A number of years ago, in recognition of our expertise in supporting members who have multiple sclerosis, ICS was named a “Center of Excellence in Long Term Care” by the National MS Society. Of course, this made us proud, but even more significant, this recognition endorsed a very important idea: people with different disabilities have different needs and require disability-specific individualized care.
A typical long-term care program serves the frail elderly population and often has programs designed to meet their needs. When ICS opened its doors, we concentrated on caring for people with physical disabilities to distinguish and address their different long-term needs. In that spirit, we started programs, such as a wheelchair clinic, to meet those needs. Then, over the first few years, we began to see that there were different needs even within the disabled population. People who were living with MS often had changes to their function where those with other conditions, such as a spinal cord injury, were more likely to remain stable in their abilities.
Even in a city like New York, with its extensive network of healthcare providers, people with MS often have great difficulty finding doctors who are experienced with their conditions, knowledgeable about community-based supports, and understand MS-related medical, emotional, and physical needs. That’s a huge problem, because people with MS have specific medical needs that, if unmet, put their health at great risk.
ICS has longstanding relationships with many of the New York City MS clinics where our members with MS receive their medical care. If members are not linked, we help them get connected to a center so that they can have access to a team of people who understand their condition and needs. ICS staff are specifically assigned to those facilities to coordinate our members’ services and facilitate communication with their medical providers. This not only helps members understand and follow the advice of their doctors, it also allows us to quickly put services in place when a member’s condition changes unexpectedly – which often happens with MS.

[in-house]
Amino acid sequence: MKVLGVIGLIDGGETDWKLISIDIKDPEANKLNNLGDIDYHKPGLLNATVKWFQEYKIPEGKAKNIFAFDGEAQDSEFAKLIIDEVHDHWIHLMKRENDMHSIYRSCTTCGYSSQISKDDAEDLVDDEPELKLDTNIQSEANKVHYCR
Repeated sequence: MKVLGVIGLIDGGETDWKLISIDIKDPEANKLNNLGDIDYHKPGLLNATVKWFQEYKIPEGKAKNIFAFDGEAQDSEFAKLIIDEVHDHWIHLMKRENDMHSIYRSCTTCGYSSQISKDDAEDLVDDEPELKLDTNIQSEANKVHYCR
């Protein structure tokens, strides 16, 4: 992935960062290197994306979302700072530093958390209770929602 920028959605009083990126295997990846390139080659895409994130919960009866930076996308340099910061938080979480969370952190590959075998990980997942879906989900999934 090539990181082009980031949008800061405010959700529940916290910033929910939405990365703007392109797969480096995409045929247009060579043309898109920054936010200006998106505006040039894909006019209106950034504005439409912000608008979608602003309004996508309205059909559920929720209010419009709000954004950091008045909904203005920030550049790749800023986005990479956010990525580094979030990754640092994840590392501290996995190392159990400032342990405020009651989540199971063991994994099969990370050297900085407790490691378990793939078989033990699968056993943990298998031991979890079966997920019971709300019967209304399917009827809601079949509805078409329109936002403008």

For example, as MS progresses, customized mobility assistance and bowel and bladder management become essential. Without these preventative measures, a urinary tract infection or pressure injury can easily land someone with MS in the hospital. That’s why ICS provides comprehensive wheelchair fittings, dedicated wound prevention, and bowel and bladder management training. ICS members with MS also have access to peer mentors, who can help them build new coping skills, and provide an important social network.
MS expert care management
Something we believe is especially important at ICS is the MS care management team. ICS MS team nurses and social workers receive an addition level of education and training, and sit for a certification exam given by the Consortium of MS Centers. This ensures that they have the specialized knowledge to effectively address the MS-specific needs of the members in their care. It also empowers them to educate the member, their aides, and family members about the condition, how to manage symptoms, and how to recognize, prevent or minimize complications.
Want to know more? Watch MS Team Nurse Melissa Cruz, pictured above, talk about getting her MS certification.
Promoting members’ self-care
Another way that ICS cares for members with MS is through partnerships that give them the opportunity to exercise, which is essential to maintaining their best possible health. These include exercise classes provided by the MS Society at the ICS member center in Brooklyn, a partnership with Wheeling Forward that gives members access to a gym with fully-accessible exercise equipment in Manhattan, and a partnership with Fox Rehabilitation that offers customized home exercise regimens to help prevent falls.
The ICS MS Program was created in 2006 by Rachael Stacom, a widely-recognized expert in the field of MS, who today is ICS Senior Vice President for Care Management. Rachael recently said, “I was drawn to ICS after seeing the health inequalities that existed for those who were physically disabled. After 18 years at ICS, I have seen how successful ICS is at addressing those inequities, and I am so grateful to be a part of the work that ICS does.”